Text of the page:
Do Investors Overweight Personal Experience? Evidence from IPO Subscriptions
AbstractWe find a strong positive link between past IPO returns and future subscriptions at the investor level in Finland. Our setting allows us to trace this effect to the returns personally experienced by investors; the effect is not explained by patterns related to the IPO cycle, or wealth effects. This behavior is consistent with reinforcement learning, where personally experienced outcomes are overweighted compared to rational Bayesian learning. The results provide a microfoundation for the argument that investor sentiment drives IPO demand. The paper also contributes to understanding how popular investment styles develop, and has implications for the marketing of financial products. Copyright (c) 2008 The American Finance Association.
Download InfoIf you experience problems downloading a file, check if you have the proper application to view it first. In case of further problems read the IDEAS help page. Note that these files are not on the IDEAS site. Please be patient as the files may be large.
As the access to this document is restricted, you may want to look for a different version under "Related research" (further below) or search for a different version of it.
Bibliographic InfoArticle provided by American Finance Association in its journal The Journal of Finance.
Volume (Year): 63 (2008)
Issue (Month): 6 (December)
You can help add them by filling out this form.
CitEc Project, subscribe to its RSS feed for this item.
This item has more than 25 citations. To prevent cluttering this page, these citations are listed on a separate page. reading list or among the top items on IDEAS.Access and download statisticsgeneral information about how to correct material in RePEc.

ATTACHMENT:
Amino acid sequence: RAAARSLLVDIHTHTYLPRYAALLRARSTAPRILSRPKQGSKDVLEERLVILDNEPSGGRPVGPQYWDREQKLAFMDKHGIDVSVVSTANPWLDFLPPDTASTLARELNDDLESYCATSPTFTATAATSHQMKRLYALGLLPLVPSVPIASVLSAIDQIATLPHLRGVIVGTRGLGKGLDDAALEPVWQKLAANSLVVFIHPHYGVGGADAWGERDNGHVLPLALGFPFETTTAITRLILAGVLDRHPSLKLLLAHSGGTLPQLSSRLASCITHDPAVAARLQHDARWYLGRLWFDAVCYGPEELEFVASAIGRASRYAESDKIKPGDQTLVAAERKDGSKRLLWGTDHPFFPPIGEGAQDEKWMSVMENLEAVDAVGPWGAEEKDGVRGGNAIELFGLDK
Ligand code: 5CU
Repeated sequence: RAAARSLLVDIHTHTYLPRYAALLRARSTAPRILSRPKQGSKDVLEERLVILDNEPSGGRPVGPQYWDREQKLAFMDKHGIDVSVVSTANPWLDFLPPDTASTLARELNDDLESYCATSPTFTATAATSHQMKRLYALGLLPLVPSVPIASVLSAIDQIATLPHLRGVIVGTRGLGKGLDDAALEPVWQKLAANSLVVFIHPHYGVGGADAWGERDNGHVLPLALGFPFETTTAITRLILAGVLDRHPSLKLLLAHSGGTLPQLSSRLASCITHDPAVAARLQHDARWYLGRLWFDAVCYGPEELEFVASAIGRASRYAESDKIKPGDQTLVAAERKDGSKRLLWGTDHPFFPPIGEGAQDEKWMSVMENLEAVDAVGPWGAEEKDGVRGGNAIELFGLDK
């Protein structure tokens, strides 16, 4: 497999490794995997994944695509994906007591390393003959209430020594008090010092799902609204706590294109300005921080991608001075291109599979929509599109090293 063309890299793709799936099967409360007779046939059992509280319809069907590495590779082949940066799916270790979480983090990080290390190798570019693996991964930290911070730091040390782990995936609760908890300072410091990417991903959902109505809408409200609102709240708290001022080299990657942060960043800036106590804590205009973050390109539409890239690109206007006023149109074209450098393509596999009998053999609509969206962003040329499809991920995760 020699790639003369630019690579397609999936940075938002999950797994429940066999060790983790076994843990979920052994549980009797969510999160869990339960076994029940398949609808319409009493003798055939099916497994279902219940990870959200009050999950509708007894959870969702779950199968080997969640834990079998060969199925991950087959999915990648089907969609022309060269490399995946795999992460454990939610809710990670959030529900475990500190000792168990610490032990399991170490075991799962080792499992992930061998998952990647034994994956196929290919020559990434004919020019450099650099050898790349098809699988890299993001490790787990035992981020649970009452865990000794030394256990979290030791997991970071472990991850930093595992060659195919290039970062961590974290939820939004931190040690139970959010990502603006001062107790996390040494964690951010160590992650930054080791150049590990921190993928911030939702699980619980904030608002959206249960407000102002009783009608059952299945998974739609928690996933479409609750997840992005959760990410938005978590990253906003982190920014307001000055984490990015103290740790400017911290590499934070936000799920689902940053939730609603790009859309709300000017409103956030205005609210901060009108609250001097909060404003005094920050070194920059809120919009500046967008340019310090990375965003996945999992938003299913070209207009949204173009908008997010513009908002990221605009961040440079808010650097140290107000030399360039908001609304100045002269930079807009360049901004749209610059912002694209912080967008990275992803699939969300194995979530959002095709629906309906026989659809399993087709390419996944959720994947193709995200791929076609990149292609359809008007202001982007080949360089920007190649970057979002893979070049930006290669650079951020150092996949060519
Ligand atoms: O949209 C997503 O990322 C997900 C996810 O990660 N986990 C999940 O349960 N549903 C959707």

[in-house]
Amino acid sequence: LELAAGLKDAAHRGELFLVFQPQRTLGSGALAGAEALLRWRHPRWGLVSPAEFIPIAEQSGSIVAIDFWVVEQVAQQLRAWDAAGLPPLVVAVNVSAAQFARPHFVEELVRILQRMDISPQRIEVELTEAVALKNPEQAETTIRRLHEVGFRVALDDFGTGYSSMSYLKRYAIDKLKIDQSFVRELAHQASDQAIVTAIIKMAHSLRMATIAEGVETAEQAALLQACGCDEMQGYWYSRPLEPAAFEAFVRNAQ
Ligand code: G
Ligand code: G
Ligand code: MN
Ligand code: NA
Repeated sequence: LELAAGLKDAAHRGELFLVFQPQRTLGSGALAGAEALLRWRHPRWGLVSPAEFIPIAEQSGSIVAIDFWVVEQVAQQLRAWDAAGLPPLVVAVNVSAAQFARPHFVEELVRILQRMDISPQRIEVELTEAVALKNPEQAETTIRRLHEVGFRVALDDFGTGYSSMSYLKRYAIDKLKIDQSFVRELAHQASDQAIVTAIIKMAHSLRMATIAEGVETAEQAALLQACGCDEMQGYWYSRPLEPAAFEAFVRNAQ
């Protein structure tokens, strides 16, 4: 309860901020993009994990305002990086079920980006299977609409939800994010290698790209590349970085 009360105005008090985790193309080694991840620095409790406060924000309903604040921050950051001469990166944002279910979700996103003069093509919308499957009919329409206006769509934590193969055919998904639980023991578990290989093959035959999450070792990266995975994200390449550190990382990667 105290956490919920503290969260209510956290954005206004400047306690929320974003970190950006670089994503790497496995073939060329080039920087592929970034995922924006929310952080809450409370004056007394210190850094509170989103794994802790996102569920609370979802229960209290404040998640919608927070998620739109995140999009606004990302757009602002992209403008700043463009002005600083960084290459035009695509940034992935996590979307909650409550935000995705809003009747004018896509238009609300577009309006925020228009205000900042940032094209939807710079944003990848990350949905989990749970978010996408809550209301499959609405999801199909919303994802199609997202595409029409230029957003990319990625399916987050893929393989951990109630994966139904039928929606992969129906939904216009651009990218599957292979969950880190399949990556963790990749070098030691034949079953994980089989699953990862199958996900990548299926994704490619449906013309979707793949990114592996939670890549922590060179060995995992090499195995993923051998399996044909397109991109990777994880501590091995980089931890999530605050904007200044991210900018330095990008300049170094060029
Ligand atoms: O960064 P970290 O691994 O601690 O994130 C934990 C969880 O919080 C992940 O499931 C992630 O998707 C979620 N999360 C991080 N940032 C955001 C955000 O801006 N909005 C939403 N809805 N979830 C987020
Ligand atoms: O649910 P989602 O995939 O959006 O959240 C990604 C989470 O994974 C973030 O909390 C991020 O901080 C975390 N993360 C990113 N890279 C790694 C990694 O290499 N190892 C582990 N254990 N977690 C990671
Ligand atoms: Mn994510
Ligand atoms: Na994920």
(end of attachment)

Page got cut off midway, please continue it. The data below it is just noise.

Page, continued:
For technical questions regarding this item, or to correct its authors, title, abstract, bibliographic or download information, contact: (Wiley-Blackwell Digital Licensing) or (Christopher F. Baum).
If you have authored this item and are not yet registered with RePEc, we encourage you to do it here. This allows to link your profile to this item. It also allows you to accept potential citations to this item that we are uncertain about.
If references are entirely missing, you can add them using this form.
If the full references list an item that is present in RePEc, but the system did not link to it, you can help with this form.
If you know of missing items citing this one, you can help us creating those links by adding the relevant references in the same way as above, for each refering item. If you are a registered author of this item, you may also want to check the "citations" tab in your profile, as there may be some citations waiting for confirmation.
Please note that corrections may take a couple of weeks to filter through the various RePEc services.